Ferris Bueller’s Day Off—6 times. With a group of older friends. With my older brother. With my little brother. With my parents. With the neighbor boy I used to make out with while we walked our dogs. With a friend I saw tons of movies with and who is now an ex-friend. So many evenings, rainy afternoons, summer sweaty sun-soaked crush-filled days at the Circle Cinema.
As in my novel, it’s an ugly building, with odd oversized pillars that suggest a sad grandeur that never was and huge windows that always had palm prints and lip outlines from people making faces at you in line. There were townies and prep schoolers, suburbanites and city folks—it was in a great location, partway between everything, across from the subway/trolley, and with lots of terrible, inconvenient parking. The kind of lot where you nearly got hit each time, where spaces were too small and oddly angled, where college kids back for the summer would take up two spaces, and where girls in bleached jean jackets huddled under the overhang to smoke, even in a downpour. So many memories housed in one place.
They’d expanded over the years, branching from one main theater to strange, tiny rabbit warren rooms off of tunnel-like corridors that were creepy even in the daytime. But the matinees were cheap, they showed everything, and sometimes my now ex-friend and I were the only ones in the cinema and we could talk all the way through a show. Or I could sneak into the unused balcony of the main theater with my older brother and chuck Jujubes on innocent moviegoers below and not feel guilty because it was dark and summer and he was leaving for college and my family was beginning to break apart, move abroad.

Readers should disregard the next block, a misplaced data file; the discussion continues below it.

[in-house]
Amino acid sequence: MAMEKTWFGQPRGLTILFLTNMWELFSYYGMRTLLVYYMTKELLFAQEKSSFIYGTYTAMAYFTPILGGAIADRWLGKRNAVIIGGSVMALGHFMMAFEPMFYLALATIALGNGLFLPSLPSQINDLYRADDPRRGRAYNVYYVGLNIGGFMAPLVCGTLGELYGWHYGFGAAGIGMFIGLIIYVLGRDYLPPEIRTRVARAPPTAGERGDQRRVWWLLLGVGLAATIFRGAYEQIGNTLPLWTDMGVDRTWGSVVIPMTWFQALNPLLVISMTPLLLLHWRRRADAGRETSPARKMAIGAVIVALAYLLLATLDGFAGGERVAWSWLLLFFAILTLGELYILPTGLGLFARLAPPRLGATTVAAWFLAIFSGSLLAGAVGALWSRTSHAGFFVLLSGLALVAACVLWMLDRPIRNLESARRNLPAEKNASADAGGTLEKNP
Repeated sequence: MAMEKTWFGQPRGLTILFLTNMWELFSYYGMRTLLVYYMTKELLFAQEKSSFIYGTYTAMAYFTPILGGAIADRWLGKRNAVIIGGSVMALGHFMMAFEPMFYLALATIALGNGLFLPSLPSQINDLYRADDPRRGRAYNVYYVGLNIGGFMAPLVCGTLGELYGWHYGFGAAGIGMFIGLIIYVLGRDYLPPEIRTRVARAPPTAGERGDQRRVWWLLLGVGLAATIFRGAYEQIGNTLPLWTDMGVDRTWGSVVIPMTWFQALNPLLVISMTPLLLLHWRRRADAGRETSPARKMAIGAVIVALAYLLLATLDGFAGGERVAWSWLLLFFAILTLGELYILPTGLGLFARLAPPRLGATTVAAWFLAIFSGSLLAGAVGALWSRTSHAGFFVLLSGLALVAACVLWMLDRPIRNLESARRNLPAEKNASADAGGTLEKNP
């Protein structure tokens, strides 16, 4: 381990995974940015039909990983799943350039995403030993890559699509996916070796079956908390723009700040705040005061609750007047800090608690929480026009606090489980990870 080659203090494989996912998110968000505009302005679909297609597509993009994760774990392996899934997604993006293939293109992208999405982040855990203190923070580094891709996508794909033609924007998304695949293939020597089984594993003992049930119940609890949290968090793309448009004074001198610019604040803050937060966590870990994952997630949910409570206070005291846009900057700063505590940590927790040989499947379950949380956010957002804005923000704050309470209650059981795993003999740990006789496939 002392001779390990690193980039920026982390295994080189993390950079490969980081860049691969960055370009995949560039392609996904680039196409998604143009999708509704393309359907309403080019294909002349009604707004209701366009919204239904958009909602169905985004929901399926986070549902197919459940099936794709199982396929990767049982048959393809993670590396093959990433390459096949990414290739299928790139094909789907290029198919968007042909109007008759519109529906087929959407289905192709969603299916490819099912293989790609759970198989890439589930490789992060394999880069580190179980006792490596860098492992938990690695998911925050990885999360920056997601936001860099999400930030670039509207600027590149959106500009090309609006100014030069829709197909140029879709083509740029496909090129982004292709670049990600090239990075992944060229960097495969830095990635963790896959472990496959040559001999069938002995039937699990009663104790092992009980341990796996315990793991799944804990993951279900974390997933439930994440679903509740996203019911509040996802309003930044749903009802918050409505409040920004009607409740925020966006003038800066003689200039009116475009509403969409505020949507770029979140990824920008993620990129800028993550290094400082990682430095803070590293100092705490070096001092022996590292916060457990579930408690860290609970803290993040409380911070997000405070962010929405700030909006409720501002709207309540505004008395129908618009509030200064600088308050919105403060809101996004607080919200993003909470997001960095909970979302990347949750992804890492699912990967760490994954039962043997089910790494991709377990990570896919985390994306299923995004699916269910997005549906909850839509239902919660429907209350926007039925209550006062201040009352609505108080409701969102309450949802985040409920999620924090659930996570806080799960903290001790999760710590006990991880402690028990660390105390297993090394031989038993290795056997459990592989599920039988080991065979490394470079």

The real Circle Cinema shuttered years ago right when I moved back to Boston in my adult form. I wouldn’t be taking my children there or reconnecting with old friends in line. The huge, stained windows revealed a decaying interior—sheet rock hung from the ceiling. The Ground Round restaurant next door barely stayed open, and pretty soon even commuters didn’t want to go near the place even to park for free. But those letters spelling out CIRCLE on top remained. And, when I went for a closer look one day, I saw a potted plant in the upstairs window. Who had left the spider fern? I used my hand as a visor in the winter sun and could have sworn I saw someone looking out at me, waving. It could have been nothing. It could have been my old selves. It could have been any number of people gone to me now. I thought about landmarks—physical places we count on being there as the house for the memories—and how they get knocked down, and it’s up to us to keep the memory—the story of what happened—whole. And so Last Night at the Circle Cinema was born, right as the movie theater itself died.
Emily Franklin is the author of more than a dozen young adult books. She lives with her husband, four kids, and an enormous dog outside of Boston, Massachusetts. Look for Last Night at the Circle Cinema at your local bookstore or library on September 1, and follow Emily on Twitter (@efranklinauthor) for Last Night updates.